“I always try to put it through the lens of sitting next to a grandma on an airplane,” Cote added. “There’s so many terms that, if you said a sentence describing a wave, a layman would be like, ‘What are you talking about?’”
It’s a tight existential needle to thread. At present, the surf community is still relatively secluded in sandy enclaves that catch the waves just right. Commentators are still catering to crowds who largely know what they’re talking about.
“A majority of the fans who come out and watch this event, they know,” said Darren Brillhart, the U.S. Open surf director and beach public address commentator. “They know a lot about surfing and the history of this event. They come out every year.”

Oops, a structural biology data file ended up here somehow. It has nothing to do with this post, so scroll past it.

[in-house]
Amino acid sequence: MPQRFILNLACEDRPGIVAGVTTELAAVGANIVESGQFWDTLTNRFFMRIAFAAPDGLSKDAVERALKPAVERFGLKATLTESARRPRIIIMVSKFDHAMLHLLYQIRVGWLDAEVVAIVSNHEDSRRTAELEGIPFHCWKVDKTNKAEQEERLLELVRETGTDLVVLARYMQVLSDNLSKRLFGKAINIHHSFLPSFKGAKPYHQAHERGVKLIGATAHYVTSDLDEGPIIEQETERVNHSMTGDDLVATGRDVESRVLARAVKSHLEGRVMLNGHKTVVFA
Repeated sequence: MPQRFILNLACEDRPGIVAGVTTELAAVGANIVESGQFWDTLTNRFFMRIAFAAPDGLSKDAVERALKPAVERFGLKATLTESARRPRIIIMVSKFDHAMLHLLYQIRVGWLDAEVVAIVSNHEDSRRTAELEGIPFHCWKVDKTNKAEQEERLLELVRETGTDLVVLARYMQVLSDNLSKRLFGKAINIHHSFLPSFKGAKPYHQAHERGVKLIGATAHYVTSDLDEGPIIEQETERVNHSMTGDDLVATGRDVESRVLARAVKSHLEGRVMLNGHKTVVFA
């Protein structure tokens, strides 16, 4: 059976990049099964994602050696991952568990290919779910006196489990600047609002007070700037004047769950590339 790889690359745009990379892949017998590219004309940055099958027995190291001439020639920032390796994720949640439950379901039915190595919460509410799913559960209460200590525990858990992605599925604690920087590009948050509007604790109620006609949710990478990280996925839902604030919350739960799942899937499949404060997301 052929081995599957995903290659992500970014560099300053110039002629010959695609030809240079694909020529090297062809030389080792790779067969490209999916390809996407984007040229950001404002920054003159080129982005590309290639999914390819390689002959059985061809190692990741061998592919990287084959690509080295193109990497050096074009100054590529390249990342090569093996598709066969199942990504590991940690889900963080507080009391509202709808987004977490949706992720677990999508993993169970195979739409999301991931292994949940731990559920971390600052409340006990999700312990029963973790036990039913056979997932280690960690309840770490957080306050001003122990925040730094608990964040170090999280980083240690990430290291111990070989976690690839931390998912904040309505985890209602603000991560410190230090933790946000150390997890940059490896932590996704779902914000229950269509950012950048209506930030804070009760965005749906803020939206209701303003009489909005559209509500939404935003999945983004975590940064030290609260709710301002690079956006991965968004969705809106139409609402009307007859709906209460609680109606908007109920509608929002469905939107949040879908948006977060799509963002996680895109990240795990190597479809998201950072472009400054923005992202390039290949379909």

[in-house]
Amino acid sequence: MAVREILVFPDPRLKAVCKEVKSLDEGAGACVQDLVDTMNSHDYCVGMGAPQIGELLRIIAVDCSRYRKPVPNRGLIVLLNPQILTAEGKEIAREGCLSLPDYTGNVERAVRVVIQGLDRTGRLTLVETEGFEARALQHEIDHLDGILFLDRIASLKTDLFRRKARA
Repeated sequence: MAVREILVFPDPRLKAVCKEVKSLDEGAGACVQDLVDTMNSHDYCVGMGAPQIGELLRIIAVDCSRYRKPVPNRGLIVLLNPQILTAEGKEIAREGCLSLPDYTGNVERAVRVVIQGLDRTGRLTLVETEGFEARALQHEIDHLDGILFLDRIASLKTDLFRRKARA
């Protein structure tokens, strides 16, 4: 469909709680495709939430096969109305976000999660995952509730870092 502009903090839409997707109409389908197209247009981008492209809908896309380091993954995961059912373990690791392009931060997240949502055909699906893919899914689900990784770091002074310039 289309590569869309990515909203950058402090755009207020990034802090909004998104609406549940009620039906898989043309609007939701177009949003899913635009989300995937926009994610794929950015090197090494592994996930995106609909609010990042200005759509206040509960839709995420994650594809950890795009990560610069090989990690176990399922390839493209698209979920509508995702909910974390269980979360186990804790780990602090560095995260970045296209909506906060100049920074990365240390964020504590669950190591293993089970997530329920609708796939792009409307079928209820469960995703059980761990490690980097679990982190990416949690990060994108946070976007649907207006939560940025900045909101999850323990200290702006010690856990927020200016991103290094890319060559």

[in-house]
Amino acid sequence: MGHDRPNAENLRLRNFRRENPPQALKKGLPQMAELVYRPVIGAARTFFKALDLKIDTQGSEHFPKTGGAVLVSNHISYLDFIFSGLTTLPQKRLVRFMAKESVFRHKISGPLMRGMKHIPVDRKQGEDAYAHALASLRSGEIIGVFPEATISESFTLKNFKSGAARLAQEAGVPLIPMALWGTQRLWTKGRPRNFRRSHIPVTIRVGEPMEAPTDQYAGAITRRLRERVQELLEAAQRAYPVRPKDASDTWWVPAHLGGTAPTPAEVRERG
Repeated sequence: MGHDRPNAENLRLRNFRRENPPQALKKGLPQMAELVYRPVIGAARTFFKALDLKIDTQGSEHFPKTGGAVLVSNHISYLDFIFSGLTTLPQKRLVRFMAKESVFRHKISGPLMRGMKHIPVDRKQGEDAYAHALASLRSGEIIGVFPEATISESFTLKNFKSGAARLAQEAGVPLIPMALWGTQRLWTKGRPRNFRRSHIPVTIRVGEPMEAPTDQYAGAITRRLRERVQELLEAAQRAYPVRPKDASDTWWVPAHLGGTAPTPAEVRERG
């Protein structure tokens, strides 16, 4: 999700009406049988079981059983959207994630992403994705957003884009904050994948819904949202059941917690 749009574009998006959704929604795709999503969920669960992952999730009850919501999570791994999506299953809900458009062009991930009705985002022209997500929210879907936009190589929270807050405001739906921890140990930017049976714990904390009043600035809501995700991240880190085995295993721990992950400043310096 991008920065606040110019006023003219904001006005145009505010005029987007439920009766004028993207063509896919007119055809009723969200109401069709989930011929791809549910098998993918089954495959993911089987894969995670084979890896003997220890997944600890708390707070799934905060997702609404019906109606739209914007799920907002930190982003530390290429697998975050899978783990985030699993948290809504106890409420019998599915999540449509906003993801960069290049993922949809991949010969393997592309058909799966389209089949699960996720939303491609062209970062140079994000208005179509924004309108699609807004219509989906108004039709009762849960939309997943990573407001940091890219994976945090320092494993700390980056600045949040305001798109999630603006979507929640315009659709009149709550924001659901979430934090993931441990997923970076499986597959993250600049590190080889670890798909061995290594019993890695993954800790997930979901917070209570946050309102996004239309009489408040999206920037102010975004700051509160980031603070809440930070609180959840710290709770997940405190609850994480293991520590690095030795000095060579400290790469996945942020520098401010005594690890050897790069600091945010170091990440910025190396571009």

Some in the surfing community worry about the sport being co-opted, that it could cannibalize its subdued customs in search of popularity. Others see opportunity, an important step toward progress. The use of language is a leading example.
“I don’t think you need to use a lot of that terminology [on the air] to remain core within surf,” said Foulke, who also serves as a brand manager for Electric sunglasses in San Clemente.
“You don’t hear the NBA guys going, ‘Kobe, how was that sick dunk? That was so gnarly.’ They still talk about the technicalities of it, but they do it in a much more scientific, practical way.”
While the Pacific splashed against the shore behind him, Cote cracked a grin when asked how to describe a bad run on the wave. Once again, there were too many from which to choose.
“Wipeout is a classic,” he said. “Slam. Kook-slam. Fail. Kooked it.”